Now the dust has settled a little on Hugh Fernley Whittingstall’s excellent series of television programmes on the production methods of battery chickens, we are left with the following conclusions.
However the battery poultry industry wriggles, it has always been known that the conditions in which the birds are kept is appalling. But a silence seems to have been maintained up to now, as people in lower income brackets might have been priced out of the chicken market altogether, if they had to pay for the upkeep – and hence a realistic price – for humanely kept birds.
Only time will tell if memories of the programmes stick. A few recent visits by us to butchers and supermarkets showed that they had sold out of free-range and organic birds, while the displays of battery birds seemed to be untouched. If this continues, it could lead to the collapse of some companies rearing these battery birds – plus an extreme shortage of humanely produced varieties.
What we recommend is to treat the RSPCA's 'Freedom' badged birds as a baseline and change your eating habits to avoid basis battery birds (including Turkey's). When eating in ethnic restaurants, or other restaurants or burger bars, not giving provenance to the chickens in a dish – to avoid them, and choose another meat, such as lamb or beef – both of which should have seen fresh air. Many curry houses rely on boiling fowl. These are chickens, whose best egg producing days are behind them, and who have been subjected to lives in tiny cages. They will more likely than not have been killed by the Halal method, which is itself controversial.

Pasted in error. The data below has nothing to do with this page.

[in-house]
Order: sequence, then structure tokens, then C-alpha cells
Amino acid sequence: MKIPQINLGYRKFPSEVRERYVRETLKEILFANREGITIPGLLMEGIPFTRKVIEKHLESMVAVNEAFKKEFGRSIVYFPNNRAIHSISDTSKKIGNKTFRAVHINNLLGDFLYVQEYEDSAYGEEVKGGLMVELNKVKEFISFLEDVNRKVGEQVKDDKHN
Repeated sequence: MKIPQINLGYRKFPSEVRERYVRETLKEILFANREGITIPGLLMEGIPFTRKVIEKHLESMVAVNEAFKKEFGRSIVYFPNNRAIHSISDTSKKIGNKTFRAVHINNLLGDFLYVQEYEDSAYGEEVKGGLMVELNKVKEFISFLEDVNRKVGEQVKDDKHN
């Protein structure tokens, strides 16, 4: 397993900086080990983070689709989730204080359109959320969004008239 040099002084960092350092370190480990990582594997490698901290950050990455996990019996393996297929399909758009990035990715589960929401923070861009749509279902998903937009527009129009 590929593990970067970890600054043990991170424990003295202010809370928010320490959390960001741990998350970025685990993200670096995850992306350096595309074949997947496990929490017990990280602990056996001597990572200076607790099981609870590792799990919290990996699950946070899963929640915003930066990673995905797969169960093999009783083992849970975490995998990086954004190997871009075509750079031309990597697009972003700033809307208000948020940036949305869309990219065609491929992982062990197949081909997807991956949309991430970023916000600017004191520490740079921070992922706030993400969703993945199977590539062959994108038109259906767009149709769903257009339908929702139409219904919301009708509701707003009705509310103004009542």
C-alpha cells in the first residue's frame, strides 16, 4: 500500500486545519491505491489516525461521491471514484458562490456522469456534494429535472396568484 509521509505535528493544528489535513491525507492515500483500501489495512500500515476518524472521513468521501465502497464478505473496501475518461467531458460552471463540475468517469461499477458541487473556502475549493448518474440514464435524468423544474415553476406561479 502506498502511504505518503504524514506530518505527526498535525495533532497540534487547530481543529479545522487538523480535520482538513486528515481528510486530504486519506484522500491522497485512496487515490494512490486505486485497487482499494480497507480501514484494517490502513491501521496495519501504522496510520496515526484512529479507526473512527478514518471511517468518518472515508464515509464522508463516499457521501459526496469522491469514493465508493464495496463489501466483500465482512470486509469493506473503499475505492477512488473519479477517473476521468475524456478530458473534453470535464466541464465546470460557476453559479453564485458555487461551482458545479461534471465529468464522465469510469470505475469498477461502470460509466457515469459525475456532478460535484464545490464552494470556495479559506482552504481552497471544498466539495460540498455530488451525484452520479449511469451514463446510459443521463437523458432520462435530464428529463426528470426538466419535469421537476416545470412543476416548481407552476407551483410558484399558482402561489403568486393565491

One thing seems certain. The price of ethically-produced birds is set to rise steeply, as with the increase in world grain prices, free-range and organic producers have been working on minuscule profit margins for some time. The demand and supply process will also ensure rises.